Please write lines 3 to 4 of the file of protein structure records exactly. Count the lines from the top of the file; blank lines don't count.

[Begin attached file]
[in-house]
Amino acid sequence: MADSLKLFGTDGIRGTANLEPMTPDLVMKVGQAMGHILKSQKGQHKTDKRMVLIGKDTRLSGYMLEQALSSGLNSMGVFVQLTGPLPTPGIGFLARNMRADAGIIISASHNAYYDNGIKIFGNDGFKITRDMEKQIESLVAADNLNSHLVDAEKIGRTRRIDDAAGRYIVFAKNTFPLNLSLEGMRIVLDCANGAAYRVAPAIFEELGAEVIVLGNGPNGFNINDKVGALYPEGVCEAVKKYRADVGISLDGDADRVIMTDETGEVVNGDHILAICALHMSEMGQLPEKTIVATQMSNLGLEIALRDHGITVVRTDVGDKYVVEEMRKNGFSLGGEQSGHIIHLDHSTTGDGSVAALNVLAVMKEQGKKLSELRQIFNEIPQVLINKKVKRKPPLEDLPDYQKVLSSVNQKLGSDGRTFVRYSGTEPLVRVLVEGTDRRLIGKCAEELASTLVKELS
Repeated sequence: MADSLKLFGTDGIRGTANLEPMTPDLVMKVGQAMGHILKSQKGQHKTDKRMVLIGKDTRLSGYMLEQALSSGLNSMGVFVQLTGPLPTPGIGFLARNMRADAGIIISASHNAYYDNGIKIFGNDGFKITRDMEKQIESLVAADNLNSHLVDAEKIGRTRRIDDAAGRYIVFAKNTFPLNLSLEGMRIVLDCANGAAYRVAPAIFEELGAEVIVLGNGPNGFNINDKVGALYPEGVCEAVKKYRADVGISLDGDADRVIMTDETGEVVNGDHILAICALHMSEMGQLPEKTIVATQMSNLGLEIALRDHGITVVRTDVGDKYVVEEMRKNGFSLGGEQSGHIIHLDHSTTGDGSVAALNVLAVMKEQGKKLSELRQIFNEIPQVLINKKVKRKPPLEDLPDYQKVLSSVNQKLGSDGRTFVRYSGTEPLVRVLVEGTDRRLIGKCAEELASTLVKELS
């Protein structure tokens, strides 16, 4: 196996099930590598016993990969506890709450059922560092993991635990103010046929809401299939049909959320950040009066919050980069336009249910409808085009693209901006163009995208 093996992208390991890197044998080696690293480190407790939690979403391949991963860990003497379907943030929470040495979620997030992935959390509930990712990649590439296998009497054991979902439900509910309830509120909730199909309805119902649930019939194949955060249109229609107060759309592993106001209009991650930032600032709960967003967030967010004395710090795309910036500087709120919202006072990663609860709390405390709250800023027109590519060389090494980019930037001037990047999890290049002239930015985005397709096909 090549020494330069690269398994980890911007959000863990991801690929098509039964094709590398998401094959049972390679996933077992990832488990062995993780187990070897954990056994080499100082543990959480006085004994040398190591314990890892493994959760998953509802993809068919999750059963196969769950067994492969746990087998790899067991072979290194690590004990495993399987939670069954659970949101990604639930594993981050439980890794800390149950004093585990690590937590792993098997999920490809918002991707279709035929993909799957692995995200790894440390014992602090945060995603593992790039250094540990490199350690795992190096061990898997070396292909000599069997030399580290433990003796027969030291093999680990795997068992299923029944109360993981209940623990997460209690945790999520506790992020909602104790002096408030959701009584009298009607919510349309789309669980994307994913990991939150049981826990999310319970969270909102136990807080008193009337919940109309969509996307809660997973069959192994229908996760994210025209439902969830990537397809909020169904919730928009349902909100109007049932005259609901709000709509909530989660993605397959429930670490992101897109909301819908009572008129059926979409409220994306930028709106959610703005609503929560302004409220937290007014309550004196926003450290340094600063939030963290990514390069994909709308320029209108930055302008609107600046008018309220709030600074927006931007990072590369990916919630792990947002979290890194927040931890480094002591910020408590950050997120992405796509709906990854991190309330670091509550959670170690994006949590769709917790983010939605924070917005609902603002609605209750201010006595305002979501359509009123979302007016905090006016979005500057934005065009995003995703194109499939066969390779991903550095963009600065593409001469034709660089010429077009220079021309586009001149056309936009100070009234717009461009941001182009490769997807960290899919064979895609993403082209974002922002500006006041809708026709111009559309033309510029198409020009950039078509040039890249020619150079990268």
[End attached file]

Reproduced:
Repeated sequence: MADSLKLFGTDGIRGTANLEPMTPDLVMKVGQAMGHILKSQKGQHKTDKRMVLIGKDTRLSGYMLEQALSSGLNSMGVFVQLTGPLPTPGIGFLARNMRADAGIIISASHNAYYDNGIKIFGNDGFKITRDMEKQIESLVAADNLNSHLVDAEKIGRTRRIDDAAGRYIVFAKNTFPLNLSLEGMRIVLDCANGAAYRVAPAIFEELGAEVIVLGNGPNGFNINDKVGALYPEGVCEAVKKYRADVGISLDGDADRVIMTDETGEVVNGDHILAICALHMSEMGQLPEKTIVATQMSNLGLEIALRDHGITVVRTDVGDKYVVEEMRKNGFSLGGEQSGHIIHLDHSTTGDGSVAALNVLAVMKEQGKKLSELRQIFNEIPQVLINKKVKRKPPLEDLPDYQKVLSSVNQKLGSDGRTFVRYSGTEPLVRVLVEGTDRRLIGKCAEELASTLVKELS
């Protein structure tokens, strides 16, 4: 196996099930590598016993990969506890709450059922560092993991635990103010046929809401299939049909959320950040009066919050980069336009249910409808085009693209901006163009995208 093996992208390991890197044998080696690293480190407790939690979403391949991963860990003497379907943030929470040495979620997030992935959390509930990712990649590439296998009497054991979902439900509910309830509120909730199909309805119902649930019939194949955060249109229609107060759309592993106001209009991650930032600032709960967003967030967010004395710090795309910036500087709120919202006072990663609860709390405390709250800023027109590519060389090494980019930037001037990047999890290049002239930015985005397709096909 090549020494330069690269398994980890911007959000863990991801690929098509039964094709590398998401094959049972390679996933077992990832488990062995993780187990070897954990056994080499100082543990959480006085004994040398190591314990890892493994959760998953509802993809068919999750059963196969769950067994492969746990087998790899067991072979290194690590004990495993399987939670069954659970949101990604639930594993981050439980890794800390149950004093585990690590937590792993098997999920490809918002991707279709035929993909799957692995995200790894440390014992602090945060995603593992790039250094540990490199350690795992190096061990898997070396292909000599069997030399580290433990003796027969030291093999680990795997068992299923029944109360993981209940623990997460209690945790999520506790992020909602104790002096408030959701009584009298009607919510349309789309669980994307994913990991939150049981826990999310319970969270909102136990807080008193009337919940109309969509996307809660997973069959192994229908996760994210025209439902969830990537397809909020169904919730928009349902909100109007049932005259609901709000709509909530989660993605397959429930670490992101897109909301819908009572008129059926979409409220994306930028709106959610703005609503929560302004409220937290007014309550004196926003450290340094600063939030963290990514390069994909709308320029209108930055302008609107600046008018309220709030600074927006931007990072590369990916919630792990947002979290890194927040931890480094002591910020408590950050997120992405796509709906990854991190309330670091509550959670170690994006949590769709917790983010939605924070917005609902603002609605209750201010006595305002979501359509009123979302007016905090006016979005500057934005065009995003995703194109499939066969390779991903550095963009600065593409001469034709660089010429077009220079021309586009001149056309936009100070009234717009461009941001182009490769997807960290899919064979895609993403082209974002922002500006006041809708026709111009559309033309510029198409020009950039078509040039890249020619150079990268």